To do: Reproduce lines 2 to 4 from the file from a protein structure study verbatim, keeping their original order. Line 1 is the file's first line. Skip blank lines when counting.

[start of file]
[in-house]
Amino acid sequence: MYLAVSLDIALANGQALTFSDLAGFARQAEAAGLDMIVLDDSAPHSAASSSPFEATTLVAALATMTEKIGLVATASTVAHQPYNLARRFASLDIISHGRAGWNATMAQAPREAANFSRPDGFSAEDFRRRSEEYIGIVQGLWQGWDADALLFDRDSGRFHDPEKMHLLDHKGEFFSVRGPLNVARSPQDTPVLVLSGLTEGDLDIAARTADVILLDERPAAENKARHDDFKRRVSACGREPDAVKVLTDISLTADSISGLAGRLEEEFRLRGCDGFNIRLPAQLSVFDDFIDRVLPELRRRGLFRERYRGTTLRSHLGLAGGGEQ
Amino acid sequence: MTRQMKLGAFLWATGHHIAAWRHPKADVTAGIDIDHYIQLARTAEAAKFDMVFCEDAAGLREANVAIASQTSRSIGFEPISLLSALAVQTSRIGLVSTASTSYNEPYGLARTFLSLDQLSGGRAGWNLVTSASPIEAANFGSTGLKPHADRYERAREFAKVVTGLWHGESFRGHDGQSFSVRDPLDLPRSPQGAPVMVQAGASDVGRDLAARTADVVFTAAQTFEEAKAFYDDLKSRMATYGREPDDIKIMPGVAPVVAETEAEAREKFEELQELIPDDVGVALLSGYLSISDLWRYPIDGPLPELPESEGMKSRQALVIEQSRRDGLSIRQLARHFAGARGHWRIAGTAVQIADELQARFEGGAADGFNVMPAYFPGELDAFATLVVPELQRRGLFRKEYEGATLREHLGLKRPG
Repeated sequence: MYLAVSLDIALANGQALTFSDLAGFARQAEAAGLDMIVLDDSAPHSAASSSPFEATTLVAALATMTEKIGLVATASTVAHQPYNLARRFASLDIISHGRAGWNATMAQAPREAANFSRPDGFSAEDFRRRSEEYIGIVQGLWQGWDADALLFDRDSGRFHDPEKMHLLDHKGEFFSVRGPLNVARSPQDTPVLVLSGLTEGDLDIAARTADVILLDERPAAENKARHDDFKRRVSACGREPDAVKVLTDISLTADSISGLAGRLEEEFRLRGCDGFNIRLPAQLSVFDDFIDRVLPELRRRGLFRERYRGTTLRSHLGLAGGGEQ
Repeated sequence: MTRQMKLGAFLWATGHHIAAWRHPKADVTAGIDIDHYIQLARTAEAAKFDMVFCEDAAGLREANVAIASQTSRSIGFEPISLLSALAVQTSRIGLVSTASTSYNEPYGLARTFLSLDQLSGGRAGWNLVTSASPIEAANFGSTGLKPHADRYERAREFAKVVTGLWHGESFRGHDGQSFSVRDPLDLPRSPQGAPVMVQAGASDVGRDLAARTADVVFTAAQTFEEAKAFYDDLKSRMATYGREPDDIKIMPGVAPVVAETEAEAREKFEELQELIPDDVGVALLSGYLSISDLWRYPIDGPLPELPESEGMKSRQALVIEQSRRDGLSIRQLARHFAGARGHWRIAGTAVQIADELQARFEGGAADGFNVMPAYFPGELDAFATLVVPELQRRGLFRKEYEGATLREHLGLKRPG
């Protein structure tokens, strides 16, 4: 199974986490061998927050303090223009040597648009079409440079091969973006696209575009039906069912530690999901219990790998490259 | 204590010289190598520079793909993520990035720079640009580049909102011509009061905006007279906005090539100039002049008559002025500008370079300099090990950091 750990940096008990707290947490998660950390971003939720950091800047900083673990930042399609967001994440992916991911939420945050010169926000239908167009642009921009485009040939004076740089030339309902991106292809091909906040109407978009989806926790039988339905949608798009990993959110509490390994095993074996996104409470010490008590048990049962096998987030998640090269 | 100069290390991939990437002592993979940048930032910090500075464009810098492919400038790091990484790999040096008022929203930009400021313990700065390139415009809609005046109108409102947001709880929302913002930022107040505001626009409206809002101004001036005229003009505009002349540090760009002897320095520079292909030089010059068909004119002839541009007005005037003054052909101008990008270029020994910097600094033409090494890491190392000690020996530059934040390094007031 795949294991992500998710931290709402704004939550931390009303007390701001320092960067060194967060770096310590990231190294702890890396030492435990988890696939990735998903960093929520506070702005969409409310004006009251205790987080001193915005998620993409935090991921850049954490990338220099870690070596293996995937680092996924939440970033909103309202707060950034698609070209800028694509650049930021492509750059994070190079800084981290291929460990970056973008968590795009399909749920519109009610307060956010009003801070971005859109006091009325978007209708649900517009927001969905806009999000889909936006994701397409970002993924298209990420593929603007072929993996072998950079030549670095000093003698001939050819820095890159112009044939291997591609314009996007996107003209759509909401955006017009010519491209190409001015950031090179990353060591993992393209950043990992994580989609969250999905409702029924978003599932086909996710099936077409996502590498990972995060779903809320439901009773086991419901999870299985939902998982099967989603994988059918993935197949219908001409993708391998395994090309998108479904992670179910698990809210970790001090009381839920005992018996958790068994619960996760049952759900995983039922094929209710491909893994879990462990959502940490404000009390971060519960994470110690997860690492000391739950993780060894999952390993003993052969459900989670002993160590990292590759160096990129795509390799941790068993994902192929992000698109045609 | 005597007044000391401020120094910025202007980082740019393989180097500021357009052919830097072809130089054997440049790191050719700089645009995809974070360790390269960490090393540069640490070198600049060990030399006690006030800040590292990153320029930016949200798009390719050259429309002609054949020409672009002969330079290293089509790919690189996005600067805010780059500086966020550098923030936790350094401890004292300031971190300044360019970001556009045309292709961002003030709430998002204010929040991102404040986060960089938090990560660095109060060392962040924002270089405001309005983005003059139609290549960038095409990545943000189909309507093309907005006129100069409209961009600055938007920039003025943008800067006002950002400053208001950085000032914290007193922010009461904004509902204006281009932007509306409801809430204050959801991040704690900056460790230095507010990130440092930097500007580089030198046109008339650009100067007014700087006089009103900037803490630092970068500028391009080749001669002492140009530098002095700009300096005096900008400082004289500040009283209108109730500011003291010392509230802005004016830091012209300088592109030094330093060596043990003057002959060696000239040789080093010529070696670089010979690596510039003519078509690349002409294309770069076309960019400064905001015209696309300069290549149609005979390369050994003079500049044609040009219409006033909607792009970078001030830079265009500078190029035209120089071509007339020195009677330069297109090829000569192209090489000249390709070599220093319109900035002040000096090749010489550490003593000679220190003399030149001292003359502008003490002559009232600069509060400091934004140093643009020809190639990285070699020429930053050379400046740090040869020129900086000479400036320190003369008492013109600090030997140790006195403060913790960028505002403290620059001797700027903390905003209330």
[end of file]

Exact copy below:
Amino acid sequence: MYLAVSLDIALANGQALTFSDLAGFARQAEAAGLDMIVLDDSAPHSAASSSPFEATTLVAALATMTEKIGLVATASTVAHQPYNLARRFASLDIISHGRAGWNATMAQAPREAANFSRPDGFSAEDFRRRSEEYIGIVQGLWQGWDADALLFDRDSGRFHDPEKMHLLDHKGEFFSVRGPLNVARSPQDTPVLVLSGLTEGDLDIAARTADVILLDERPAAENKARHDDFKRRVSACGREPDAVKVLTDISLTADSISGLAGRLEEEFRLRGCDGFNIRLPAQLSVFDDFIDRVLPELRRRGLFRERYRGTTLRSHLGLAGGGEQ
Amino acid sequence: MTRQMKLGAFLWATGHHIAAWRHPKADVTAGIDIDHYIQLARTAEAAKFDMVFCEDAAGLREANVAIASQTSRSIGFEPISLLSALAVQTSRIGLVSTASTSYNEPYGLARTFLSLDQLSGGRAGWNLVTSASPIEAANFGSTGLKPHADRYERAREFAKVVTGLWHGESFRGHDGQSFSVRDPLDLPRSPQGAPVMVQAGASDVGRDLAARTADVVFTAAQTFEEAKAFYDDLKSRMATYGREPDDIKIMPGVAPVVAETEAEAREKFEELQELIPDDVGVALLSGYLSISDLWRYPIDGPLPELPESEGMKSRQALVIEQSRRDGLSIRQLARHFAGARGHWRIAGTAVQIADELQARFEGGAADGFNVMPAYFPGELDAFATLVVPELQRRGLFRKEYEGATLREHLGLKRPG
Repeated sequence: MYLAVSLDIALANGQALTFSDLAGFARQAEAAGLDMIVLDDSAPHSAASSSPFEATTLVAALATMTEKIGLVATASTVAHQPYNLARRFASLDIISHGRAGWNATMAQAPREAANFSRPDGFSAEDFRRRSEEYIGIVQGLWQGWDADALLFDRDSGRFHDPEKMHLLDHKGEFFSVRGPLNVARSPQDTPVLVLSGLTEGDLDIAARTADVILLDERPAAENKARHDDFKRRVSACGREPDAVKVLTDISLTADSISGLAGRLEEEFRLRGCDGFNIRLPAQLSVFDDFIDRVLPELRRRGLFRERYRGTTLRSHLGLAGGGEQ